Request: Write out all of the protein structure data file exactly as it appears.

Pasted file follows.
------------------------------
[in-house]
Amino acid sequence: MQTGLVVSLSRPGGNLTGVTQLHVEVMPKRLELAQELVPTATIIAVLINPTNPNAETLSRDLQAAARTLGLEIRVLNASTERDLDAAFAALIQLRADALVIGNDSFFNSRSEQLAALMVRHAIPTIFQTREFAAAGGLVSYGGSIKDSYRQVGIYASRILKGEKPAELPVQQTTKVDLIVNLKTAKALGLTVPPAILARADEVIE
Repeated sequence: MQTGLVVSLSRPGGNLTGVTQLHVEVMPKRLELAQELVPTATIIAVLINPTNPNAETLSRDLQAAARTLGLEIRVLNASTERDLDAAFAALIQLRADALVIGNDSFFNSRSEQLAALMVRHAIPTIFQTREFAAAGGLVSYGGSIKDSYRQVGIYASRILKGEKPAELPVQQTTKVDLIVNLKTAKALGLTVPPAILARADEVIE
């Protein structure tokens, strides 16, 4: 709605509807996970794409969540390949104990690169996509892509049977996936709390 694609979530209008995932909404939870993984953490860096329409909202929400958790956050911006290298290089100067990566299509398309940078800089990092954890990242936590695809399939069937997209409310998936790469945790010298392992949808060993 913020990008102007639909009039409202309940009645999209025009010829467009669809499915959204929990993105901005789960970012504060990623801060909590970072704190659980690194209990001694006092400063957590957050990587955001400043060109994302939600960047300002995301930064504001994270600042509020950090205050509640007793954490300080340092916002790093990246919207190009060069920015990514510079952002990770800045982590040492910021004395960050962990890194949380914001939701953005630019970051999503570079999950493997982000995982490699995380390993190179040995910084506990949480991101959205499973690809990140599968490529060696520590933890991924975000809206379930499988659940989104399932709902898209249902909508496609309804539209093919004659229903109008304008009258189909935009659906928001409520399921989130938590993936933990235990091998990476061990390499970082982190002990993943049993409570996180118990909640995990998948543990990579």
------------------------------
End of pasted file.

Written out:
[in-house]
Amino acid sequence: MQTGLVVSLSRPGGNLTGVTQLHVEVMPKRLELAQELVPTATIIAVLINPTNPNAETLSRDLQAAARTLGLEIRVLNASTERDLDAAFAALIQLRADALVIGNDSFFNSRSEQLAALMVRHAIPTIFQTREFAAAGGLVSYGGSIKDSYRQVGIYASRILKGEKPAELPVQQTTKVDLIVNLKTAKALGLTVPPAILARADEVIE
Repeated sequence: MQTGLVVSLSRPGGNLTGVTQLHVEVMPKRLELAQELVPTATIIAVLINPTNPNAETLSRDLQAAARTLGLEIRVLNASTERDLDAAFAALIQLRADALVIGNDSFFNSRSEQLAALMVRHAIPTIFQTREFAAAGGLVSYGGSIKDSYRQVGIYASRILKGEKPAELPVQQTTKVDLIVNLKTAKALGLTVPPAILARADEVIE
């Protein structure tokens, strides 16, 4: 709605509807996970794409969540390949104990690169996509892509049977996936709390 694609979530209008995932909404939870993984953490860096329409909202929400958790956050911006290298290089100067990566299509398309940078800089990092954890990242936590695809399939069937997209409310998936790469945790010298392992949808060993 913020990008102007639909009039409202309940009645999209025009010829467009669809499915959204929990993105901005789960970012504060990623801060909590970072704190659980690194209990001694006092400063957590957050990587955001400043060109994302939600960047300002995301930064504001994270600042509020950090205050509640007793954490300080340092916002790093990246919207190009060069920015990514510079952002990770800045982590040492910021004395960050962990890194949380914001939701953005630019970051999503570079999950493997982000995982490699995380390993190179040995910084506990949480991101959205499973690809990140599968490529060696520590933890991924975000809206379930499988659940989104399932709902898209249902909508496609309804539209093919004659229903109008304008009258189909935009659906928001409520399921989130938590993936933990235990091998990476061990390499970082982190002990993943049993409570996180118990909640995990998948543990990579």